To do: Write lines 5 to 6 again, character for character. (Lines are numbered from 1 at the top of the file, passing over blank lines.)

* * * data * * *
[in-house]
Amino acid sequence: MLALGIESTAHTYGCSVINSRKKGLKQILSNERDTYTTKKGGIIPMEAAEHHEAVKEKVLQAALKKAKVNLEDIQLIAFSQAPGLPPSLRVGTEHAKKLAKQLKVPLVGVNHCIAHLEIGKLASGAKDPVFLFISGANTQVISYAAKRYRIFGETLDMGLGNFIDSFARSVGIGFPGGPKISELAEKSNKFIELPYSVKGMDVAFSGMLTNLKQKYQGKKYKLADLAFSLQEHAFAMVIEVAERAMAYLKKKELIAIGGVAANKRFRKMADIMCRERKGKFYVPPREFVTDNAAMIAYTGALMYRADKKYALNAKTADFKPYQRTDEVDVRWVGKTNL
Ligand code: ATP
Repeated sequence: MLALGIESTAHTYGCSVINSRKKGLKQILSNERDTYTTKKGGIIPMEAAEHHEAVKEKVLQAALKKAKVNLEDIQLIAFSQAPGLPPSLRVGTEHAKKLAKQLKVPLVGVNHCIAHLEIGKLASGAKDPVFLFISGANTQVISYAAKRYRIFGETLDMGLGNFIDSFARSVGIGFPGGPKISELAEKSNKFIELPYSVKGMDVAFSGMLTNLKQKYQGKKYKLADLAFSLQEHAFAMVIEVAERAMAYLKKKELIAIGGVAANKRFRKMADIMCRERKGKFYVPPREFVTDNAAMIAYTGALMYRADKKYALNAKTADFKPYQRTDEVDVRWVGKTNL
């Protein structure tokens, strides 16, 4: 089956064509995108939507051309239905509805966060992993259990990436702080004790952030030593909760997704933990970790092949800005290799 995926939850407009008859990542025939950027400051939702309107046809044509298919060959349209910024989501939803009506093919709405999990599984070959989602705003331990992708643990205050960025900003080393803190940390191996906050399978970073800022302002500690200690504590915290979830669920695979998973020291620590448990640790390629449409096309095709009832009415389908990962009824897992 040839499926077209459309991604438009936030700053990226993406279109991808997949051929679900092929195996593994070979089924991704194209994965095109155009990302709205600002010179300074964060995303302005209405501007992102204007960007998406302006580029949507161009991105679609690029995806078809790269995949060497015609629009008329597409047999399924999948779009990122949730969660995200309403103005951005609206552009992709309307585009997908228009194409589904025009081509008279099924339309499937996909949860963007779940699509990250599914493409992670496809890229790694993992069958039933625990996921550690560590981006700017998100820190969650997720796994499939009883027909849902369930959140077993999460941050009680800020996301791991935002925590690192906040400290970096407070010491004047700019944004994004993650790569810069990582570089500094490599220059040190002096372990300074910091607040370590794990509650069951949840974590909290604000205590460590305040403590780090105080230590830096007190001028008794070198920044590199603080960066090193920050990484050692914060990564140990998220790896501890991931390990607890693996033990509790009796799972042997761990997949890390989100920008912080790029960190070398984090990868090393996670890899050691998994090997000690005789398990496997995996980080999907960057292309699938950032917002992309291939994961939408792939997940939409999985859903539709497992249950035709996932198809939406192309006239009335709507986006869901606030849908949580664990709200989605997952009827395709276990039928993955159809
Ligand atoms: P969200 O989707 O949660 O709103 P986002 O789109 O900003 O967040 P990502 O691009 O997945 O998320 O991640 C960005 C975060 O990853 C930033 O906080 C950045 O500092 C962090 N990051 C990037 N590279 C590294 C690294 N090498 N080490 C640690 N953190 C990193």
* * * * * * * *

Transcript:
């Protein structure tokens, strides 16, 4: 089956064509995108939507051309239905509805966060992993259990990436702080004790952030030593909760997704933990970790092949800005290799 995926939850407009008859990542025939950027400051939702309107046809044509298919060959349209910024989501939803009506093919709405999990599984070959989602705003331990992708643990205050960025900003080393803190940390191996906050399978970073800022302002500690200690504590915290979830669920695979998973020291620590448990640790390629449409096309095709009832009415389908990962009824897992 040839499926077209459309991604438009936030700053990226993406279109991808997949051929679900092929195996593994070979089924991704194209994965095109155009990302709205600002010179300074964060995303302005209405501007992102204007960007998406302006580029949507161009991105679609690029995806078809790269995949060497015609629009008329597409047999399924999948779009990122949730969660995200309403103005951005609206552009992709309307585009997908228009194409589904025009081509008279099924339309499937996909949860963007779940699509990250599914493409992670496809890229790694993992069958039933625990996921550690560590981006700017998100820190969650997720796994499939009883027909849902369930959140077993999460941050009680800020996301791991935002925590690192906040400290970096407070010491004047700019944004994004993650790569810069990582570089500094490599220059040190002096372990300074910091607040370590794990509650069951949840974590909290604000205590460590305040403590780090105080230590830096007190001028008794070198920044590199603080960066090193920050990484050692914060990564140990998220790896501890991931390990607890693996033990509790009796799972042997761990997949890390989100920008912080790029960190070398984090990868090393996670890899050691998994090997000690005789398990496997995996980080999907960057292309699938950032917002992309291939994961939408792939997940939409999985859903539709497992249950035709996932198809939406192309006239009335709507986006869901606030849908949580664990709200989605997952009827395709276990039928993955159809
Ligand atoms: P969200 O989707 O949660 O709103 P986002 O789109 O900003 O967040 P990502 O691009 O997945 O998320 O991640 C960005 C975060 O990853 C930033 O906080 C950045 O500092 C962090 N990051 C990037 N590279 C590294 C690294 N090498 N080490 C640690 N953190 C990193």